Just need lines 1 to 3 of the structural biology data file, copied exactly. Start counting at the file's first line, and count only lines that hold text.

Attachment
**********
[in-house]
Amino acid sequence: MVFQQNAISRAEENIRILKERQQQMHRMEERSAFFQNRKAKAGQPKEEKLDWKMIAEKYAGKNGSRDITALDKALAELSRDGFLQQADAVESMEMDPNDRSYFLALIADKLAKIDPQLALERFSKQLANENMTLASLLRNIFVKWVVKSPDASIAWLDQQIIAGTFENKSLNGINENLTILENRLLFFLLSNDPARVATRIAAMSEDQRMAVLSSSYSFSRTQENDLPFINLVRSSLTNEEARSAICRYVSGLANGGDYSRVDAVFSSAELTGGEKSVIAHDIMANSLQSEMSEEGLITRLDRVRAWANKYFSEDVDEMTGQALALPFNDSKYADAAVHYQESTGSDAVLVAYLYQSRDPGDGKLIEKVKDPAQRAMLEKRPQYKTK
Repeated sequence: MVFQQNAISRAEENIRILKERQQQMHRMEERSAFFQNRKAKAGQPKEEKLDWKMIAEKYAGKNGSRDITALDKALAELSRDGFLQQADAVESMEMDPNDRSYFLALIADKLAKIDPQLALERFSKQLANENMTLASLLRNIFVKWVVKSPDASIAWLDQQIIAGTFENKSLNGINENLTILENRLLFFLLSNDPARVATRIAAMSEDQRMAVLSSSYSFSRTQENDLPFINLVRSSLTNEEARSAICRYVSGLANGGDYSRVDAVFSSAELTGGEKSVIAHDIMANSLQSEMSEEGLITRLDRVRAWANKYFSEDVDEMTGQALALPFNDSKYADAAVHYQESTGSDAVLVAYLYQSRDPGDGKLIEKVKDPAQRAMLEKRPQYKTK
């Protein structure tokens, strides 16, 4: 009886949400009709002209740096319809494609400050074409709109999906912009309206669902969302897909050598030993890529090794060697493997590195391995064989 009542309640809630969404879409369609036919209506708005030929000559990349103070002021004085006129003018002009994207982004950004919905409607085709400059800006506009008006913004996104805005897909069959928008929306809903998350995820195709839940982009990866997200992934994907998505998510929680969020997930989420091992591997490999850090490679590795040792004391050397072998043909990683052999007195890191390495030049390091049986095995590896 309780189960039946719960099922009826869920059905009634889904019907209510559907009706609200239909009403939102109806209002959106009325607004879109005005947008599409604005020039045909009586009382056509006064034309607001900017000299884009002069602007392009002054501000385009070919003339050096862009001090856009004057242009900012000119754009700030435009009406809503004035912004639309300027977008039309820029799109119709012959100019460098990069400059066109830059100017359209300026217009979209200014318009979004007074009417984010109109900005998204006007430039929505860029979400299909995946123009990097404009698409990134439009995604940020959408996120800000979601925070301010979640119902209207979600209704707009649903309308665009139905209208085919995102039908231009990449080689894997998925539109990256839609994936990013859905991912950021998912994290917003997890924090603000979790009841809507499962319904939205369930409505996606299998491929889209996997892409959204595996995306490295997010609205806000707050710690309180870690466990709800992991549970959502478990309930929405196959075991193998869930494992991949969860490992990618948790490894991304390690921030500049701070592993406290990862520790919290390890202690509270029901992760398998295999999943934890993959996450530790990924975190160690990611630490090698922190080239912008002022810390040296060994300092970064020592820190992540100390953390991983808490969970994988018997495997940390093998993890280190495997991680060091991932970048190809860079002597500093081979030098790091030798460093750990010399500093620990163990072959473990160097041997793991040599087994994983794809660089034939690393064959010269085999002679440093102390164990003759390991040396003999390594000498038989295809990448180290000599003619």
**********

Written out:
[in-house]
Amino acid sequence: MVFQQNAISRAEENIRILKERQQQMHRMEERSAFFQNRKAKAGQPKEEKLDWKMIAEKYAGKNGSRDITALDKALAELSRDGFLQQADAVESMEMDPNDRSYFLALIADKLAKIDPQLALERFSKQLANENMTLASLLRNIFVKWVVKSPDASIAWLDQQIIAGTFENKSLNGINENLTILENRLLFFLLSNDPARVATRIAAMSEDQRMAVLSSSYSFSRTQENDLPFINLVRSSLTNEEARSAICRYVSGLANGGDYSRVDAVFSSAELTGGEKSVIAHDIMANSLQSEMSEEGLITRLDRVRAWANKYFSEDVDEMTGQALALPFNDSKYADAAVHYQESTGSDAVLVAYLYQSRDPGDGKLIEKVKDPAQRAMLEKRPQYKTK
Repeated sequence: MVFQQNAISRAEENIRILKERQQQMHRMEERSAFFQNRKAKAGQPKEEKLDWKMIAEKYAGKNGSRDITALDKALAELSRDGFLQQADAVESMEMDPNDRSYFLALIADKLAKIDPQLALERFSKQLANENMTLASLLRNIFVKWVVKSPDASIAWLDQQIIAGTFENKSLNGINENLTILENRLLFFLLSNDPARVATRIAAMSEDQRMAVLSSSYSFSRTQENDLPFINLVRSSLTNEEARSAICRYVSGLANGGDYSRVDAVFSSAELTGGEKSVIAHDIMANSLQSEMSEEGLITRLDRVRAWANKYFSEDVDEMTGQALALPFNDSKYADAAVHYQESTGSDAVLVAYLYQSRDPGDGKLIEKVKDPAQRAMLEKRPQYKTK